Holder’s Probe Has Its Critics

NEWSWEEK's disclosure that attorney General Eric Holder Jr. may appoint a prosecutor to investigate detainee abuse has revived tensions in the Obama administration about how to deal with Bush-era controversies. CIA Director Leon Panetta and other agency officials were blindsided, and say Holder is spinning his wheels: they argue that the CIA inspector general's report, which the A.G. told associates "shocked" him, was delivered to the Justice Department more than five years ago. "This has all been reviewed and dealt with before," says Paul Gimigliano, a CIA spokesman.

After the IG report reached Justice, a task force was set up in the U.S. Attorney's Office in Alexandria, Va., that reviewed about 20 criminal referrals of detainee abuse sent over by the CIA and military criminal investigators. Officials familiar with the referrals have said they were horrific: one involves allegations that a naked prisoner in CIA custody in Afghanistan froze to death after being left in a prison known as the "salt pit."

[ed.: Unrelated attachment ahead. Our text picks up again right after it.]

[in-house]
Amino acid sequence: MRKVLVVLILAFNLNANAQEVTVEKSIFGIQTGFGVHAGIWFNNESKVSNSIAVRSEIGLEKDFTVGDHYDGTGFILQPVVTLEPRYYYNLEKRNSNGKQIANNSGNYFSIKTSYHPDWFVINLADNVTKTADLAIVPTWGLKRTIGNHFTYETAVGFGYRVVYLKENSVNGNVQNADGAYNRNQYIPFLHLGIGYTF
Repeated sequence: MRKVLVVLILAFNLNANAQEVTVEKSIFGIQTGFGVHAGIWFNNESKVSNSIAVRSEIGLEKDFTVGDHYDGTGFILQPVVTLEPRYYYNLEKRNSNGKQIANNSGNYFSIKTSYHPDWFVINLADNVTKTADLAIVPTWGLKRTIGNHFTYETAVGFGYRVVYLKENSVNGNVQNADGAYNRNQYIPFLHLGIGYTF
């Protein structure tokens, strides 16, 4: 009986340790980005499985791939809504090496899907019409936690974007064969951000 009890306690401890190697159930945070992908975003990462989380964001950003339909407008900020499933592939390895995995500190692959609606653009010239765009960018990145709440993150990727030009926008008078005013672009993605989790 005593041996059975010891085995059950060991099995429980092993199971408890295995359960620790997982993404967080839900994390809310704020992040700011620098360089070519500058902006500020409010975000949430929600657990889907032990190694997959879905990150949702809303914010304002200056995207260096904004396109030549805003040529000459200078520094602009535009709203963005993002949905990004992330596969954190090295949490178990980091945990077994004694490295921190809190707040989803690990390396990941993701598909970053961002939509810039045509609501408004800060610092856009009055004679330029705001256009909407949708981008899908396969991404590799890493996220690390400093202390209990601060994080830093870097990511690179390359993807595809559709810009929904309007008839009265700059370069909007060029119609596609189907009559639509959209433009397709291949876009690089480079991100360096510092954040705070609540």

But task-force prosecutors say they ran into a host of problems, including a lack of witnesses and forensic evidence, and declined to prosecute in all but one case. "We wanted to make these cases, but they just weren't there," says Rob Spencer, the former career Justice prosecutor who headed the task force until 2006. Ken Melson, who oversaw Spencer's work and was appointed by Holder as acting Alcohol, Tobacco, Firearms and Explosives director, says the cases were "looked at aggressively" and without political pressure. "I think we made the right decision on these cases," he says.

But a Holder aide, who didn't want to be named until the A.G. makes his decision, says the task force's work took place under the "Bush Justice Department" and merits a fresh "review" by a new prosecutor. (The aide hints that there may be new information that has influenced Holder's view on the subject.) Still, Justice officials say any review will not involve investigating senior Bush officials who ordered enhanced interrogation techniques. Such restrictions will infuriate human-rights groups. If that's what Holder orders, says Tom Malinowski of Human Rights Watch, he'll do "just what Bush did at Abu Ghraib"—go after a few "bad apples" and leave the policymakers ultimately responsible untouched.

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